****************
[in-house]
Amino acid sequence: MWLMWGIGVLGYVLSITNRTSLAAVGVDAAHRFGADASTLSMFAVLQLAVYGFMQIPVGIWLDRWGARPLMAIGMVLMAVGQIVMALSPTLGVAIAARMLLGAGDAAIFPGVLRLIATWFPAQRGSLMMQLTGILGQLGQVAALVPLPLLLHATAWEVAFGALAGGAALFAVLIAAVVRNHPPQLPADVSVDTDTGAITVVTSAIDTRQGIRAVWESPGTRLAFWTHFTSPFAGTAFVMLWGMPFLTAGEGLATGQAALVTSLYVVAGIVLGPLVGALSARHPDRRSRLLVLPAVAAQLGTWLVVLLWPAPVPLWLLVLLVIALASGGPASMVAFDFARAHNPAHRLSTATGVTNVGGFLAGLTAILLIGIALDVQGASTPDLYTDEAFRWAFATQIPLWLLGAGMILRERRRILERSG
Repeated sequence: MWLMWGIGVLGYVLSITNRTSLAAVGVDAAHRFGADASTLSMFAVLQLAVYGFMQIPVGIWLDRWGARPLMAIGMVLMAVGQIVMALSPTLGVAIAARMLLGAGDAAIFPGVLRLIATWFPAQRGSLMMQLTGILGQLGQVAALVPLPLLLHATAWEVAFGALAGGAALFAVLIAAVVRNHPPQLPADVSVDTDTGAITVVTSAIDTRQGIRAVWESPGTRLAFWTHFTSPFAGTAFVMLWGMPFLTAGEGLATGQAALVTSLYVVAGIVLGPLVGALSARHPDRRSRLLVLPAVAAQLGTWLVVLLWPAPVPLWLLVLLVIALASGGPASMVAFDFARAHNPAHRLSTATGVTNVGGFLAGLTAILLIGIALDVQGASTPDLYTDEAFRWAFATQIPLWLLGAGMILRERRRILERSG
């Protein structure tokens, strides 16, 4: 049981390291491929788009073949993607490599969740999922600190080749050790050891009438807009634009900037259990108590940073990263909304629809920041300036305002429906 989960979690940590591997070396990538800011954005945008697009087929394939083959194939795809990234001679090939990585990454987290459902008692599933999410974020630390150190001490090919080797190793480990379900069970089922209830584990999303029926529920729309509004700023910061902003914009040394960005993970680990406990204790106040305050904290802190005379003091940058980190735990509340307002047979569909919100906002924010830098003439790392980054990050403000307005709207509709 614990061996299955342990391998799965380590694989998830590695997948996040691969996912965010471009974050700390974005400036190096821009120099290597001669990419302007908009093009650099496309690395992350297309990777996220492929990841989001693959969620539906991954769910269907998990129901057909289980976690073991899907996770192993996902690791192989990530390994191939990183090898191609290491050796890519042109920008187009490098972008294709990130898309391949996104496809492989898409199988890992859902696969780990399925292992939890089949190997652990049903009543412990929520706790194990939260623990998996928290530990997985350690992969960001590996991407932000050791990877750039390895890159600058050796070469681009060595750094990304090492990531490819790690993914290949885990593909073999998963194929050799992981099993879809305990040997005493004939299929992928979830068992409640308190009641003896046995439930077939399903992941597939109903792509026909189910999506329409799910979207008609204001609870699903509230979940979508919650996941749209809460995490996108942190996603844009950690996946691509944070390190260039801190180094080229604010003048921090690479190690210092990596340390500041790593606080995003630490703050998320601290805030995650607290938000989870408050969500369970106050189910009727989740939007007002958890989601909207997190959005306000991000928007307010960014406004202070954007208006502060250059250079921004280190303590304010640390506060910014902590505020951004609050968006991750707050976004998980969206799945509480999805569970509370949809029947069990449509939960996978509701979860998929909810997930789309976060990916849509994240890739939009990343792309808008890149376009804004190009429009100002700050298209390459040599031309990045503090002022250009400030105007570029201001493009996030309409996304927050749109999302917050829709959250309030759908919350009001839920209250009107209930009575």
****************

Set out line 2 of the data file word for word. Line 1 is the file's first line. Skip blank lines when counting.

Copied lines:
Amino acid sequence: MWLMWGIGVLGYVLSITNRTSLAAVGVDAAHRFGADASTLSMFAVLQLAVYGFMQIPVGIWLDRWGARPLMAIGMVLMAVGQIVMALSPTLGVAIAARMLLGAGDAAIFPGVLRLIATWFPAQRGSLMMQLTGILGQLGQVAALVPLPLLLHATAWEVAFGALAGGAALFAVLIAAVVRNHPPQLPADVSVDTDTGAITVVTSAIDTRQGIRAVWESPGTRLAFWTHFTSPFAGTAFVMLWGMPFLTAGEGLATGQAALVTSLYVVAGIVLGPLVGALSARHPDRRSRLLVLPAVAAQLGTWLVVLLWPAPVPLWLLVLLVIALASGGPASMVAFDFARAHNPAHRLSTATGVTNVGGFLAGLTAILLIGIALDVQGASTPDLYTDEAFRWAFATQIPLWLLGAGMILRERRRILERSG